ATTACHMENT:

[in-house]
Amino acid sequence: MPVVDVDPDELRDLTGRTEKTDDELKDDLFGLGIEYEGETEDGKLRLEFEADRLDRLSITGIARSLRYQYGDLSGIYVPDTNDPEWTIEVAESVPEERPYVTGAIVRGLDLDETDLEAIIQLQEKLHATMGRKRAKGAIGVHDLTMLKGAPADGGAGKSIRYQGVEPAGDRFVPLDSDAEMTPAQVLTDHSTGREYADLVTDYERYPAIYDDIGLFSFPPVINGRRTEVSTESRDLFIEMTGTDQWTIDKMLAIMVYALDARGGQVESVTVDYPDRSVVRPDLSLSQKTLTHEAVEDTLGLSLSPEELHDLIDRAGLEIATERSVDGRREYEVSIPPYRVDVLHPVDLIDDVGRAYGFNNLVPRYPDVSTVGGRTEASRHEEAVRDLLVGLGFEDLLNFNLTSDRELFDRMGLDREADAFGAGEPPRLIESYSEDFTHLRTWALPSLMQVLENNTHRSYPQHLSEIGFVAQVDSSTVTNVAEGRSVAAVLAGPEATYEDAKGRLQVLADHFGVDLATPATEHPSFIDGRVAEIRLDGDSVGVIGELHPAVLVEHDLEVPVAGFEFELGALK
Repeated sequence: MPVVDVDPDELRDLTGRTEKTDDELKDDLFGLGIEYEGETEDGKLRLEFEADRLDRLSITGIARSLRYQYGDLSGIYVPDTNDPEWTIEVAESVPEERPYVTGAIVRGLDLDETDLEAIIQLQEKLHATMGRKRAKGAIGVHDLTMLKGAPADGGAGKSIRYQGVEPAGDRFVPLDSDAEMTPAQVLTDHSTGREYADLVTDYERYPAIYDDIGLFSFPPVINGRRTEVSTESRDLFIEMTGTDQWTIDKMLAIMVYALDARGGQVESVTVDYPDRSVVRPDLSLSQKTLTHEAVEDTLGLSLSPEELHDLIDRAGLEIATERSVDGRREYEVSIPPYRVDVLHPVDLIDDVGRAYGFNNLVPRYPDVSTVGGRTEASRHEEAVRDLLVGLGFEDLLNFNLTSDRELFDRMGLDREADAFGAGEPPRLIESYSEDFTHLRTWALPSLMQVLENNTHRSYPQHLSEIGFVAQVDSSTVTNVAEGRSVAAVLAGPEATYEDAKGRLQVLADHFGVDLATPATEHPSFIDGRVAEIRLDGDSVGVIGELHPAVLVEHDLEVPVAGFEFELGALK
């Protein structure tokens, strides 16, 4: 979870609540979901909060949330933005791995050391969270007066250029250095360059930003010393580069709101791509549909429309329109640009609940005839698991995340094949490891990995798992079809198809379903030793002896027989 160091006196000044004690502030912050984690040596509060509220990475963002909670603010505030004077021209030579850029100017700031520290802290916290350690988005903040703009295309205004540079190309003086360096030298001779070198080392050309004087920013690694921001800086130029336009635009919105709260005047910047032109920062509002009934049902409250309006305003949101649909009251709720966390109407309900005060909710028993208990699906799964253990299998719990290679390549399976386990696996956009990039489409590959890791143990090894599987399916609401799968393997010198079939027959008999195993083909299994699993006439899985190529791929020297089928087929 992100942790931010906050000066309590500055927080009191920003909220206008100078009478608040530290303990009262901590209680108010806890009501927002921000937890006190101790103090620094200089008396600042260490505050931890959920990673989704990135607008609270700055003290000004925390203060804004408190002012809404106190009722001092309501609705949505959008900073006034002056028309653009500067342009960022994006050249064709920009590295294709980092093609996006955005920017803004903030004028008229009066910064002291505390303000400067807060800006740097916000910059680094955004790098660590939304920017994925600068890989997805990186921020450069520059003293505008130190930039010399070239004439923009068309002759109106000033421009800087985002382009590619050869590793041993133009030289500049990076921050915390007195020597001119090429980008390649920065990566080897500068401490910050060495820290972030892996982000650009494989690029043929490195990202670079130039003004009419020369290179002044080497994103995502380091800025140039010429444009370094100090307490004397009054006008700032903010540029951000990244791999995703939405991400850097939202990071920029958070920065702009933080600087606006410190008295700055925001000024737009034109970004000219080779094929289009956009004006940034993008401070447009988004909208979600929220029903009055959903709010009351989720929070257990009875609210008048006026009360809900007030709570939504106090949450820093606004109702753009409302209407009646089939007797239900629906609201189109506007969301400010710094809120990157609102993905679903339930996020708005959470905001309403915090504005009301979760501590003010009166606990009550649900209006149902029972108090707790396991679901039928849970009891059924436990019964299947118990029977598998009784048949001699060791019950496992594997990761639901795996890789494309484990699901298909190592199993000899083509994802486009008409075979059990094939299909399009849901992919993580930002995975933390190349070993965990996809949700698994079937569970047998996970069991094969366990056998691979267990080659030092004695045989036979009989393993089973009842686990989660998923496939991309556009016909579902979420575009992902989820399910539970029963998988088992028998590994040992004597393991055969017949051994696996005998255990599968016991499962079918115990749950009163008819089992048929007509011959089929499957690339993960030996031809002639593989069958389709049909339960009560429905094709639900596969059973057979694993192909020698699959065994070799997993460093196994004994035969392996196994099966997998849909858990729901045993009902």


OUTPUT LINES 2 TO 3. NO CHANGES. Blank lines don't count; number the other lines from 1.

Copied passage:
Amino acid sequence: MPVVDVDPDELRDLTGRTEKTDDELKDDLFGLGIEYEGETEDGKLRLEFEADRLDRLSITGIARSLRYQYGDLSGIYVPDTNDPEWTIEVAESVPEERPYVTGAIVRGLDLDETDLEAIIQLQEKLHATMGRKRAKGAIGVHDLTMLKGAPADGGAGKSIRYQGVEPAGDRFVPLDSDAEMTPAQVLTDHSTGREYADLVTDYERYPAIYDDIGLFSFPPVINGRRTEVSTESRDLFIEMTGTDQWTIDKMLAIMVYALDARGGQVESVTVDYPDRSVVRPDLSLSQKTLTHEAVEDTLGLSLSPEELHDLIDRAGLEIATERSVDGRREYEVSIPPYRVDVLHPVDLIDDVGRAYGFNNLVPRYPDVSTVGGRTEASRHEEAVRDLLVGLGFEDLLNFNLTSDRELFDRMGLDREADAFGAGEPPRLIESYSEDFTHLRTWALPSLMQVLENNTHRSYPQHLSEIGFVAQVDSSTVTNVAEGRSVAAVLAGPEATYEDAKGRLQVLADHFGVDLATPATEHPSFIDGRVAEIRLDGDSVGVIGELHPAVLVEHDLEVPVAGFEFELGALK
Repeated sequence: MPVVDVDPDELRDLTGRTEKTDDELKDDLFGLGIEYEGETEDGKLRLEFEADRLDRLSITGIARSLRYQYGDLSGIYVPDTNDPEWTIEVAESVPEERPYVTGAIVRGLDLDETDLEAIIQLQEKLHATMGRKRAKGAIGVHDLTMLKGAPADGGAGKSIRYQGVEPAGDRFVPLDSDAEMTPAQVLTDHSTGREYADLVTDYERYPAIYDDIGLFSFPPVINGRRTEVSTESRDLFIEMTGTDQWTIDKMLAIMVYALDARGGQVESVTVDYPDRSVVRPDLSLSQKTLTHEAVEDTLGLSLSPEELHDLIDRAGLEIATERSVDGRREYEVSIPPYRVDVLHPVDLIDDVGRAYGFNNLVPRYPDVSTVGGRTEASRHEEAVRDLLVGLGFEDLLNFNLTSDRELFDRMGLDREADAFGAGEPPRLIESYSEDFTHLRTWALPSLMQVLENNTHRSYPQHLSEIGFVAQVDSSTVTNVAEGRSVAAVLAGPEATYEDAKGRLQVLADHFGVDLATPATEHPSFIDGRVAEIRLDGDSVGVIGELHPAVLVEHDLEVPVAGFEFELGALK